There are not the only ominous developments

India has begun sea trials of its 7000-ton nuclear-powered submarine with underwater ballistic missile launch capability, the first in a planned fleet of five. India became the world's 10th-highest military spender in 2008 but now plans to head even further upwards. In July 2009, Indian defence minister, A.K. Antony announced that for 2009-2010 India plans to raise its military budget by 50% to a staggering $40 billion, about six times that of Pakistan.

Stuck with an arms race that is fuelled by India’s new found economic strength, what should Pakistan do? And what can the West do? Before contemplating alternatives, one must calmly scrutinize India’s motives, and disaggregate the threats that Pakistan faces both externally and internally. 

Although Pakistanis do not want to admit it, India’s nuclear planners want to play in the big league, not with Pakistan. While nuclear Pakistan is indeed considered troublesome, it is a side consideration. India’s new-found aggressive and dangerous nationalism now actively seeks new rivals and enemies across the globe. This potentially includes its present allies, Russia and the US. But it is strongly focused upon neighboring China.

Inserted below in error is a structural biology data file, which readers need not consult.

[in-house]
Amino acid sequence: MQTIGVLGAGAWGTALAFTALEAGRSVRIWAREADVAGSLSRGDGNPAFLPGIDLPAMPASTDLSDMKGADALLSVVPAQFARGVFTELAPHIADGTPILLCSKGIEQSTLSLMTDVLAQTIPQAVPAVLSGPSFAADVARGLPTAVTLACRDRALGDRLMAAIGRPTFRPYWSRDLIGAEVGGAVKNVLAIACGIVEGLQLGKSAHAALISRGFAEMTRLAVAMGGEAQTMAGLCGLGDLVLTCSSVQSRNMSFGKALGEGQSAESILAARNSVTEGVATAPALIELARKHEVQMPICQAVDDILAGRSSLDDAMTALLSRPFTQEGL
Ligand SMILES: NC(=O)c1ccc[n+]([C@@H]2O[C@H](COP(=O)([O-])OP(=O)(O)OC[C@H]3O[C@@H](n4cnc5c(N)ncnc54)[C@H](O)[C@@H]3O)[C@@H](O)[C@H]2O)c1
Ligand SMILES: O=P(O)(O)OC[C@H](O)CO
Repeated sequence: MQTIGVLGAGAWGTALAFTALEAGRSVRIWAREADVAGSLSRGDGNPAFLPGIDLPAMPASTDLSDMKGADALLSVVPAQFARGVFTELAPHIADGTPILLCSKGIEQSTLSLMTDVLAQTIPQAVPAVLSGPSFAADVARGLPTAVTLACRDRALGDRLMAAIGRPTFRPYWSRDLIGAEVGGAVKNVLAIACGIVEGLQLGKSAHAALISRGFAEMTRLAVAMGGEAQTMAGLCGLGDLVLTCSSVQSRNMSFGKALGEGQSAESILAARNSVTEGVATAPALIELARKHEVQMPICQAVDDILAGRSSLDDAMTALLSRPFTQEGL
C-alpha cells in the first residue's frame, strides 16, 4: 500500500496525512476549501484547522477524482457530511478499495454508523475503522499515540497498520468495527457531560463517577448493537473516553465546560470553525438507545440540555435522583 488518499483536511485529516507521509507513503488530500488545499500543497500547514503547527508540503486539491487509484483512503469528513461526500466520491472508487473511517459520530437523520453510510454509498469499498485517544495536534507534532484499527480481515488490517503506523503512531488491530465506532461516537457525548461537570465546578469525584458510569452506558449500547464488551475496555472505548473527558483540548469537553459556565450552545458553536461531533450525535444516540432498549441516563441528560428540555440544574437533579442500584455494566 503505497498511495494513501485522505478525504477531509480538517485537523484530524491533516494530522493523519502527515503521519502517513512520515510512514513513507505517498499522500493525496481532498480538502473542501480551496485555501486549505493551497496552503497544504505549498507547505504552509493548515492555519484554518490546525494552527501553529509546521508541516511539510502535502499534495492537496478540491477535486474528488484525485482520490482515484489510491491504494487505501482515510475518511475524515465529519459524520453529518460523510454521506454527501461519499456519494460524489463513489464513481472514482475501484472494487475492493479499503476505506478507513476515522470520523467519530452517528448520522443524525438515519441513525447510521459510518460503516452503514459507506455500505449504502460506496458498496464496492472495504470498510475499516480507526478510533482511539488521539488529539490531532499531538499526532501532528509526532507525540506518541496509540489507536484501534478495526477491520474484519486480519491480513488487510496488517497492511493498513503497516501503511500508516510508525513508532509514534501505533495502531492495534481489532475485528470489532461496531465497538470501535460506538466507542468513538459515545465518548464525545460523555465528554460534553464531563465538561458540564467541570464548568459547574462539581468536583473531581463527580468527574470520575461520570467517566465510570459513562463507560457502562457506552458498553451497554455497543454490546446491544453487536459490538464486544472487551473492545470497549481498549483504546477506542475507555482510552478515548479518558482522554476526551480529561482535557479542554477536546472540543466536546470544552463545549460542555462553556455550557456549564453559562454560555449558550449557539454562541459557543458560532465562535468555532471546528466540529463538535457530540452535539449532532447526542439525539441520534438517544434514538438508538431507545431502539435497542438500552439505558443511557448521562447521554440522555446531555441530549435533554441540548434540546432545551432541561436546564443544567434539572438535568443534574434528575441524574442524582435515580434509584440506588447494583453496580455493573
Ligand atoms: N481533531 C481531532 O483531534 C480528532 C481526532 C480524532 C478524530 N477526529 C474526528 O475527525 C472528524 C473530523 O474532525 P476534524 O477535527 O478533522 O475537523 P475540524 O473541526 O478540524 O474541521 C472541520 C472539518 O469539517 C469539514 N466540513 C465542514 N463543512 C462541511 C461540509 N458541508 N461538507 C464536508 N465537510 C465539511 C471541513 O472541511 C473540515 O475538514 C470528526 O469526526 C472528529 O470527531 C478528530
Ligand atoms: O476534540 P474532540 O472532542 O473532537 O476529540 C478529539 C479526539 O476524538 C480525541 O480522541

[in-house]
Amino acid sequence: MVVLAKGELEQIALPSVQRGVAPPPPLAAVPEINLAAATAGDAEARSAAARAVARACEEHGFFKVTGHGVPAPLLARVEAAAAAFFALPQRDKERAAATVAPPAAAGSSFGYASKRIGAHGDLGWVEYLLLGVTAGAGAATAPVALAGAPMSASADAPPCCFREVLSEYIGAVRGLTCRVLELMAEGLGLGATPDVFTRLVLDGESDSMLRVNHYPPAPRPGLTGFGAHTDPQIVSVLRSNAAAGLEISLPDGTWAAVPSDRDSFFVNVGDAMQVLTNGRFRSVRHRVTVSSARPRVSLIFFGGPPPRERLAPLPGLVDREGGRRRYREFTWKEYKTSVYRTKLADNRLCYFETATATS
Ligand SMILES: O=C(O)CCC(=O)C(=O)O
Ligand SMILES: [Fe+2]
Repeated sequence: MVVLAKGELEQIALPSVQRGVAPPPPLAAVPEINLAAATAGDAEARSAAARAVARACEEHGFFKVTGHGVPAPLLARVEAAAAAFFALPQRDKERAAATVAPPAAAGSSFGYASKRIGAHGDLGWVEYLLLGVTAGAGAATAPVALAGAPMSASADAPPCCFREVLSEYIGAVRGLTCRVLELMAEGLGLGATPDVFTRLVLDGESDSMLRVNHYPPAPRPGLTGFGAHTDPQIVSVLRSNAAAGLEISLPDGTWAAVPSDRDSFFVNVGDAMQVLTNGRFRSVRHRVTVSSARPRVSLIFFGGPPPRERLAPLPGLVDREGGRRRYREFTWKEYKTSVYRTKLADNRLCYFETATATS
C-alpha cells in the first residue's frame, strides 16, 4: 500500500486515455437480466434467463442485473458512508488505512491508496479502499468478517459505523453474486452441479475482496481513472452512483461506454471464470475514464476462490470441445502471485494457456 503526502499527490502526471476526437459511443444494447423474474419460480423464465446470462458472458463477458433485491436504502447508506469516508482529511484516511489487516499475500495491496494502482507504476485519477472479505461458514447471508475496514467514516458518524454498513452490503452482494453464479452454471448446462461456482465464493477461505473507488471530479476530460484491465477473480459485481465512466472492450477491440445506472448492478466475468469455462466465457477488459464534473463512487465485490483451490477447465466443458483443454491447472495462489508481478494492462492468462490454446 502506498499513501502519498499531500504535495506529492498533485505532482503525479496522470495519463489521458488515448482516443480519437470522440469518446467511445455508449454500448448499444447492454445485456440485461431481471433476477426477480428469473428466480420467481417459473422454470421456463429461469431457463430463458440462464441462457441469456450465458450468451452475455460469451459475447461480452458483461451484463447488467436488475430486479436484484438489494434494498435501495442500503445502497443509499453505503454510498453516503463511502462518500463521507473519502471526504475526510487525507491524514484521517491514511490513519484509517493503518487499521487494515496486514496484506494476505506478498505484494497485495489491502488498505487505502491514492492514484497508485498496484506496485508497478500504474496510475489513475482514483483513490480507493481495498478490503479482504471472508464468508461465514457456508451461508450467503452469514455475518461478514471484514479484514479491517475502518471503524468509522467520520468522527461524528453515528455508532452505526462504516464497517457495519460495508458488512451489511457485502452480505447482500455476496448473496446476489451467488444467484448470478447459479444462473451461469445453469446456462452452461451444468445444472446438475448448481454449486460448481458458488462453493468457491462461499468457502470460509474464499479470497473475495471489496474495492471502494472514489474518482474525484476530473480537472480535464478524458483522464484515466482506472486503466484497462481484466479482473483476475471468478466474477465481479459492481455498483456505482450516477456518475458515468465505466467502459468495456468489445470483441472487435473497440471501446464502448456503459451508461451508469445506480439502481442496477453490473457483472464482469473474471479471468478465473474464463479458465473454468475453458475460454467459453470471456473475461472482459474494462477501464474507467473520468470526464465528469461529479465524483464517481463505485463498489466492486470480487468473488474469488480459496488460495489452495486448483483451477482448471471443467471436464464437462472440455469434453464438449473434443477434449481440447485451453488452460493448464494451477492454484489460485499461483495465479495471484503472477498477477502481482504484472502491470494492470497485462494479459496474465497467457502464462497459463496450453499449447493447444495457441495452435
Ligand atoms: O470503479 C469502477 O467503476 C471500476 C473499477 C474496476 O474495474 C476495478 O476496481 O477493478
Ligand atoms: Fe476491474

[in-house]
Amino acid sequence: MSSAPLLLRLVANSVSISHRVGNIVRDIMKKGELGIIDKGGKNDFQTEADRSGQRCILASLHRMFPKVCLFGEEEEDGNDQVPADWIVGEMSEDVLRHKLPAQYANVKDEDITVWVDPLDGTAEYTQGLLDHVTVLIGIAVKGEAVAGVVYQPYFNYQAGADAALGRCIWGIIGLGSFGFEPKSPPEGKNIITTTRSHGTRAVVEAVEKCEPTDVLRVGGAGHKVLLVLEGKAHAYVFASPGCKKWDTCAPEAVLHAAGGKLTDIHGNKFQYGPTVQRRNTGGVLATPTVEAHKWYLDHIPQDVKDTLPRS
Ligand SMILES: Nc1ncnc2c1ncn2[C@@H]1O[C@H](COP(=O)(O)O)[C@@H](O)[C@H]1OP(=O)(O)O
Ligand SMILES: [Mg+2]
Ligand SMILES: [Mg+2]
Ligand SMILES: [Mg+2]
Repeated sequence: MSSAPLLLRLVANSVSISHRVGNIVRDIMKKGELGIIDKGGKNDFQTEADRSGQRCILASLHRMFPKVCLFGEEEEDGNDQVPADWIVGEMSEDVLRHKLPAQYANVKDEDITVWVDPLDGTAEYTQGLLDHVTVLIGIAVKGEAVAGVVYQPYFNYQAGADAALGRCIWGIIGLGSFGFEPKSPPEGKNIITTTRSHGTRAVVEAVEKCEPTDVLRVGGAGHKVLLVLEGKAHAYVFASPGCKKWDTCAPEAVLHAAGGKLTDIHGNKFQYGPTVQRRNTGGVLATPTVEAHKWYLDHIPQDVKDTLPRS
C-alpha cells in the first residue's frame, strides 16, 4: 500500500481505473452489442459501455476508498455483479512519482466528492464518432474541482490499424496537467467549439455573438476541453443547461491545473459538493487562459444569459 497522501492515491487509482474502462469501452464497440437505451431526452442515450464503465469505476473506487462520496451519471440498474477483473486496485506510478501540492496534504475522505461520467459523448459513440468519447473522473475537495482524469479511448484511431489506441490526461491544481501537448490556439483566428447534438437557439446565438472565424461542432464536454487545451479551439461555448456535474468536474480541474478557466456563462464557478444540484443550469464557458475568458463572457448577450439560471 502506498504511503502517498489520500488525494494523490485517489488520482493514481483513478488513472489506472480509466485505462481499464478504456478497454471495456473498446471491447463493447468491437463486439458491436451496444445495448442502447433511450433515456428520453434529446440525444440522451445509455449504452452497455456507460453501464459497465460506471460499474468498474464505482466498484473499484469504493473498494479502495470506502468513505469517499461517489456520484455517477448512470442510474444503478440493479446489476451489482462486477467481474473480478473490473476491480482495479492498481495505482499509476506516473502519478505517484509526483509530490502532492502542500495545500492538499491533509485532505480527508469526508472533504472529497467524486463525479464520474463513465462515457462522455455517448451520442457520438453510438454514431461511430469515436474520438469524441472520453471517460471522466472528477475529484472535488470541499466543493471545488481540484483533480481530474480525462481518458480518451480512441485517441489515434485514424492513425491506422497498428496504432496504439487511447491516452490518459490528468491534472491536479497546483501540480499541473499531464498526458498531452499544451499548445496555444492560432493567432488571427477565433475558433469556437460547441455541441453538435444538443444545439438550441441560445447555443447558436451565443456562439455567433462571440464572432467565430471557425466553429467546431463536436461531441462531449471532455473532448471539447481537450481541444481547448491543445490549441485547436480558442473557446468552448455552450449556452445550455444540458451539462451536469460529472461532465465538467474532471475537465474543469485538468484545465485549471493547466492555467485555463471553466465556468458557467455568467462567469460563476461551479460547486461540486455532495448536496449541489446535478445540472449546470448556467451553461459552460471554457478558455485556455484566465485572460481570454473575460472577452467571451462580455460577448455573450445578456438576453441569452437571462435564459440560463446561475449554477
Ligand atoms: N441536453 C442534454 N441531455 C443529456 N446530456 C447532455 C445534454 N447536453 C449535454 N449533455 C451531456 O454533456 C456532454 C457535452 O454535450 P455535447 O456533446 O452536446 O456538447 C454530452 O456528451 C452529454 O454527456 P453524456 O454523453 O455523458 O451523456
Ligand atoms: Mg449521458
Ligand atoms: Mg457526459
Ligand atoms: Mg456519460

An example:

This month’s article by Bharat Verma, the hawkish editor of the influential Indian Defense Review, makes the preposterous prediction that China will attack India before 2012, leaving only three years to Indian government for preparation. He claims that a desperate Beijing is out “to teach India the final lesson, thereby ensuring Chinese supremacy in Asia in this century” and China is working towards an end game rooted in the “abiding conviction of the communists that the Chinese race is far superior to Nazi Germany”. Verma’s solution: India must arm itself to the teeth.
Pakistan should find reassurance in this kind of thinking, warped though it is. It indicates that India’s China obsession is doing most of the driving, not hostility to Pakistan or the Muslim factor. With an economy that is six times smaller, Pakistan cannot afford to react by following India. Instead it should focus upon dealing with urgent existential threats: a population growth that is out of control, terrorism that has changed the way Pakistanis live, and provincial tensions that are tearing the country apart.

Europe and the United States, while helping Pakistan in its internal struggles, must curb the enthusiasm of their defense industries in supplying military equipment to the two protagonists. India’s military expansion deserves a harsher condemnation than Pakistan. This unnecessary militarization naturally creates tension, as well as diverts critical resources away from the actual needs of India’s people. On the other hand, there is no need for Pakistan to fear an Indian invasion. Instead, it must focus upon destroying Islamic terrorist groups – some of its own making – that attack targets in India as well as inside Pakistan.

Pervez Hoodbhoy is professor of nuclear physics at Quaid-e-Azam University, Islamabad.